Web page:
A better reality awaits.
An adventure tale whose plot revolves around the pleasures of losing yourself in fantasy worlds, Steven Spielberg’s Ready Player One is an exuberantly entertaining thrill ride, a giddy rush of a movie that zips along on a tide of breathless action and boundless pop-culture trivia. It may be a long time since anyone referred to Spielberg as cinema’s Peter Pan but at 71 his filmmaking here brims with youthful enthusiasm and élan.
That vivacity stems in large part from the fact that – like Ernest Cline’s 2011 source novel – the pop culture in which the film is steeped is that of Spielberg’s 1980s heyday. The story, however, takes place in a dystopian future rather than a nostalgic past. The year is 2045, the environment is knackered and real life is so depressing that most people escape at every opportunity into the virtual reality world of the Oasis, a massively multiplayer online role-playing game whose popularity has made it the world’s most important economic resource.
The game’s creator, James Halliday, an eccentric, on-the-spectrum genius played with daffy, dreamy charm by Mark Rylance, has been dead for five years. But he left behind a puzzle, three digital Easter Eggs hidden within the Oasis. Which is where the 1980s come in. Laden with nerdy obscurity, Halliday’s cryptic clues all point towards the songs, games and movies of his own formative decade.
And a great deal is at stake for the so-called gunters, short for egg hunters. The first player to crack Halliday’s eggs will inherit his fortune and win control of the Oasis itself. In other words, the geek shall inherit the Earth, or, if not the Earth, then a half-a-trillion-dollar fortune.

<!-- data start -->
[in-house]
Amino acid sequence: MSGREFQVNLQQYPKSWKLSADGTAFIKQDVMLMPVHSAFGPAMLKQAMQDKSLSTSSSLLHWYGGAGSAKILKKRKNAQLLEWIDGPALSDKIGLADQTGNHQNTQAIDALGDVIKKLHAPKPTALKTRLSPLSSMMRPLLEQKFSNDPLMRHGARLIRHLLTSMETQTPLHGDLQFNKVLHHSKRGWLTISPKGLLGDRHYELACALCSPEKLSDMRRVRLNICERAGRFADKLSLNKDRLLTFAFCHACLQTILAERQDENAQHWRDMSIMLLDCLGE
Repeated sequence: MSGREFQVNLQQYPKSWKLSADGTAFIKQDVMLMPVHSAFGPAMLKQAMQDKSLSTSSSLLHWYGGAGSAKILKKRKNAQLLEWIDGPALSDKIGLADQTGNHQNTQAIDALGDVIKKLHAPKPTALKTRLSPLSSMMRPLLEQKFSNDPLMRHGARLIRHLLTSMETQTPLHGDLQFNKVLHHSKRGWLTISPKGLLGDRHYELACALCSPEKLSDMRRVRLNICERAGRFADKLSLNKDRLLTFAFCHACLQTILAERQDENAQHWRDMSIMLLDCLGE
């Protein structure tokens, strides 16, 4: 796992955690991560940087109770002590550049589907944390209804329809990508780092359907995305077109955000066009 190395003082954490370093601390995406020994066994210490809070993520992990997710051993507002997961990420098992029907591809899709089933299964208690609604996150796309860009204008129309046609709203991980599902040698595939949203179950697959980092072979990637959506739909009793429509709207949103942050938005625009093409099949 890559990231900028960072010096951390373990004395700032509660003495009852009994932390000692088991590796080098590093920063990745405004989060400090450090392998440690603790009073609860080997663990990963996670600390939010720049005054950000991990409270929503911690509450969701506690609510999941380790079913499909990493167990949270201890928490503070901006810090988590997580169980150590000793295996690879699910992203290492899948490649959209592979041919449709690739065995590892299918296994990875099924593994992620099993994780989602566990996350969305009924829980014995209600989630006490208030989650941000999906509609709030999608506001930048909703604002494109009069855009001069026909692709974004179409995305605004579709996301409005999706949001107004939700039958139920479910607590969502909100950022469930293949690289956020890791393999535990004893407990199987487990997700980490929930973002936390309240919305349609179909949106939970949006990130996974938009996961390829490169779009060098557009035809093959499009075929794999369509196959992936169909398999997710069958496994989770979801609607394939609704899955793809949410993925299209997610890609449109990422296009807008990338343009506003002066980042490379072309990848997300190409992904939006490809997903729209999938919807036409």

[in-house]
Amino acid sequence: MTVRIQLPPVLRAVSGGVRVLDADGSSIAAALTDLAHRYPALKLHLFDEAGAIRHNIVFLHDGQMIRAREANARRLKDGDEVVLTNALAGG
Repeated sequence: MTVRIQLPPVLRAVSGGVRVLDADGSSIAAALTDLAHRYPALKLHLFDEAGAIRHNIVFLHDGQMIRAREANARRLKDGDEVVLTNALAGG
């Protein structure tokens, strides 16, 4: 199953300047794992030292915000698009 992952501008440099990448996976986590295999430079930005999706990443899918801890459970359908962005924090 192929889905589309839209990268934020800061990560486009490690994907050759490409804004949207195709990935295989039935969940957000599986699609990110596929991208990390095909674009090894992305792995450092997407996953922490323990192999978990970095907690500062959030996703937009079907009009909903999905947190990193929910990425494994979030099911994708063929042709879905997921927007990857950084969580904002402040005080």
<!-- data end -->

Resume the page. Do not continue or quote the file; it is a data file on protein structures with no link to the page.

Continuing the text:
Young orphaned hero.
Enter Ready Player One’s young orphaned hero, Wade Watts (Tye Sheridan), an obsessively dedicated gunter who lives with his aunt in ‘the Stacks’, a tower of trailer homes piled one on top of another in Halliday’s hometown of Columbus, Ohio. Life in the real world may be a bummer for Wade, but inside the Oasis he goes by the hip avatar Parzival, coolest of cool kids.
Parzival’s best friends are other gunters, namely tech wizard Aech and Japanese duo Daito and Sho. And so is the avatar with whom Wade is besotted, a punk pixie astride an Akira motorbike who goes by the name Art3mis (Olivia Cooke). There’s no guarantee, however, she isn’t some middle-aged dude named Chuck in real life.
Parzival and his friends are not the only ones determined to solve Halliday’s puzzle. So is Ben Mendelsohn’s Nolan Sorrento, a capitalist slimeball who wants to win control of the Oasis for his own rapacious company, IOI. And Sorrento has at his beck and call a corporate army of gamers known as Sixers.
Kids versus The Man.
Thus the scene is set for a titanic struggle between good and evil. Kids versus The Man. Scrappy aficionados up against a soulless one-percenter. It’s a battle that takes place both within the dazzling virtual landscapes of the Oasis and upon the scuzzy streets and sleek corporate spaces of the city of Columbus, as Wade teams up with the real people behind his friends’ avatars. As you might expect, there are some surprises.
Spielberg stages all this with tremendous vim, deftly cutting back and forth between the different dimensions without impeding the story’s drive. Yet what gives Ready Player One its special quality is that the frenzied chases and fights are embedded in a fanboy bonanza of pop culture. There are parts to play for the gull-winged DeLorean from Back to the Future and for King Kong, for an iconic Stanley Kubrick film, and for the Iron Giant, Mechagodzilla and countless other touchstones of geek culture. Buckaroo Banzai and the fashion sense of Duran Duran get shouts out too.
Indeed, the whole movie is one great triumphant celebration of geekdom. This gives rise to ironies and contradictions that probably don’t bear deep scrutiny – a tale about underdogs battling a giant corporation that is made by, yes, a giant corporation; downtrodden heroes whose idealistic goal is to escape reality rather than change it. Think things through and the whole edifice begins to crumble. Yet none of this detracts from the movie’s pleasures. Whichever way you slice it, Ready Player One is enormous fun. And you don’t have to be a geek to enjoy it.
Certificate 12A. Runtime 140 mins. Director Steven Spielberg
Ready Player One stars Tye Sheridan, Olivia Cooke, Ben Mendelsohn, Mark Rylance.